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1.
Clin Dermatol ; 39(1): 52-55, 2021.
Article in English | MEDLINE | ID: covidwho-1300690

ABSTRACT

Since the beginning of the coronavirus disease 2019 (COVID-19) pandemic, medical professionals have been overwhelmed by questions beyond the infection itself. In dermatology practice, clinicians have been facing difficulties about the management of chronic immune-mediated skin diseases. Issues arose, such as the grade of immunosuppression or immunomodulation, discontinuation or modification of treatment, and initiation of new treatments. In this comprehensive review, we present the current evidence about the course and management of chronic inflammatory dermatoses during the COVID-19 pandemic, focusing on psoriasis, atopic dermatitis, and hidradenitis suppurativa.


Subject(s)
Biological Products/therapeutic use , COVID-19/epidemiology , Dermatitis, Atopic/drug therapy , Hidradenitis Suppurativa/drug therapy , Psoriasis/drug therapy , COVID-19/prevention & control , Chronic Disease , Dermatitis, Atopic/immunology , Hidradenitis Suppurativa/immunology , Humans , Prognosis , Psoriasis/immunology , SARS-CoV-2
2.
Lancet ; 397(10281): 1301-1315, 2021 04 03.
Article in English | MEDLINE | ID: covidwho-1161993

ABSTRACT

Psoriasis is a common, chronic papulosquamous skin disease occurring worldwide, presenting at any age, and leading to a substantial burden for individuals and society. It is associated with several important medical conditions, including depression, psoriatic arthritis, and cardiometabolic syndrome. Its most common form, chronic plaque or psoriasis vulgaris, is a consequence of genetic susceptibility, particularly in the presence of the HLA-C*06:02 risk allele, and of environmental triggers such as streptococcal infection, stress, smoking, obesity, and alcohol consumption. There are several phenotypes and research has separated pustular from chronic plaque forms. Immunological and genetic studies have identified IL-17 and IL-23 as key drivers of psoriasis pathogenesis. Immune targeting of these cytokines and of TNFα by biological therapies has revolutionised the care of severe chronic plaque disease. Psoriasis cannot currently be cured, but management should aim to minimise physical and psychological harm by treating patients early in the disease process, identifying and preventing associated multimorbidity, instilling lifestyle modifications, and employing a personalised approach to treatment.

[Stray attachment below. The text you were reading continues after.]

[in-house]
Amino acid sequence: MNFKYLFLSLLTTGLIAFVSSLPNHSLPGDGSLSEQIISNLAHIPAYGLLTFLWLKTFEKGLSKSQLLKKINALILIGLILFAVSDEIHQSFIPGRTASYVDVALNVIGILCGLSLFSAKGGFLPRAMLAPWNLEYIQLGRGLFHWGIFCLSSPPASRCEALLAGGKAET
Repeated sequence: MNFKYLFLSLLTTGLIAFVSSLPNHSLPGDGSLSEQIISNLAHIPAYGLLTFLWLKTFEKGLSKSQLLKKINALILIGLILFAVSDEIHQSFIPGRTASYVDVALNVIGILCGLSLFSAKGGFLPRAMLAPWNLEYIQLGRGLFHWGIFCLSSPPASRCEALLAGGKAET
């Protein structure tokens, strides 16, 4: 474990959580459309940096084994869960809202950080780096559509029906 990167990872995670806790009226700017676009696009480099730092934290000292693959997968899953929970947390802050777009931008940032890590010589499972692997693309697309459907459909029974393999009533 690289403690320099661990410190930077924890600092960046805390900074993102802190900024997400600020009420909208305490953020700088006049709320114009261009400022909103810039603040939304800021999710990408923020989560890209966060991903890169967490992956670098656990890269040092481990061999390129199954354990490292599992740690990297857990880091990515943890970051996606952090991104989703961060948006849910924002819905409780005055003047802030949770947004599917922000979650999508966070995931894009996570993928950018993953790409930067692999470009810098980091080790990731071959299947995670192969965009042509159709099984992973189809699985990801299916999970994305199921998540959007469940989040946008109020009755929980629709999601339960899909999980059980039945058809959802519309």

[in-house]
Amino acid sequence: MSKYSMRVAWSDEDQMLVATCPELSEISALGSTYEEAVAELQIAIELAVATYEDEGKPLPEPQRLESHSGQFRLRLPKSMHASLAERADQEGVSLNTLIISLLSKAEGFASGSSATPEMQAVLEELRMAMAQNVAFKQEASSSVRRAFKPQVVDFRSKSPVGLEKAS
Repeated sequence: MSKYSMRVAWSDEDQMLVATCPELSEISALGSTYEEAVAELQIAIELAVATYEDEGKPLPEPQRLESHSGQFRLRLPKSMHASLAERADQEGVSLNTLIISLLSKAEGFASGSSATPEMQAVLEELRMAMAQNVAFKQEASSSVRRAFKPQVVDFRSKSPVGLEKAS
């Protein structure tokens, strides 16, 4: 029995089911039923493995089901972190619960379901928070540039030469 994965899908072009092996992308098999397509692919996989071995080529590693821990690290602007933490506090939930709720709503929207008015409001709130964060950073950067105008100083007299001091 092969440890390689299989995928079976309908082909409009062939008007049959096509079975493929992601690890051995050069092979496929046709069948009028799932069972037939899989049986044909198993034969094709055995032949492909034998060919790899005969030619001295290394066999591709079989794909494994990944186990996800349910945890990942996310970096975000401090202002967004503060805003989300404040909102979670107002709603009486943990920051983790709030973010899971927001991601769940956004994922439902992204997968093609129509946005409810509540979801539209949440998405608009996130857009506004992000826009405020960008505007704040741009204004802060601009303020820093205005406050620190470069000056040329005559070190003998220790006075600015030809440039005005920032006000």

Subject(s)
Psoriasis/physiopathology , Genetic Predisposition to Disease , Humans , Phenotype , Psoriasis/drug therapy , Psoriasis/genetics , Psoriasis/immunology , Risk Factors
3.
Front Immunol ; 12: 662266, 2021.
Article in English | MEDLINE | ID: covidwho-1247862

ABSTRACT

IL-36 is a member of the interleukin 1 cytokine family, which is currently experiencing a renaissance due to the growing understanding of its context-dependent roles and advances in our understanding of the inflammatory response. The immunological role of IL-36 has revealed its profound and indispensable functional roles in psoriasis, as well as in several inflammatory diseases, including inflammatory bowel disease (IBD), systemic lupus erythematosus, rheumatoid arthritis (RA) and cancer. More recently, an increasing body of evidence suggests that IL-36 plays a crucial role in viral, bacterial and fungal infections. There is a growing interest as to whether IL-36 contributes to host protective immune responses against infection as well as the potential implications of IL-36 for the development of new therapeutic strategies. In this review, we summarize the recent progress in understanding cellular expression, regulatory mechanisms and biological roles of IL-36 in infectious diseases, which suggest more specific strategies to maneuver IL-36 as a diagnostic or therapeutic target, especially in COVID-19.


Subject(s)
COVID-19/immunology , Communicable Diseases/immunology , Infections/immunology , Inflammation/immunology , Interleukin-1/immunology , Psoriasis/immunology , SARS-CoV-2/physiology , Humans , Molecular Targeted Therapy
8.
Dermatol Ther ; 33(6): e14516, 2020 Nov.
Article in English | MEDLINE | ID: covidwho-917741

ABSTRACT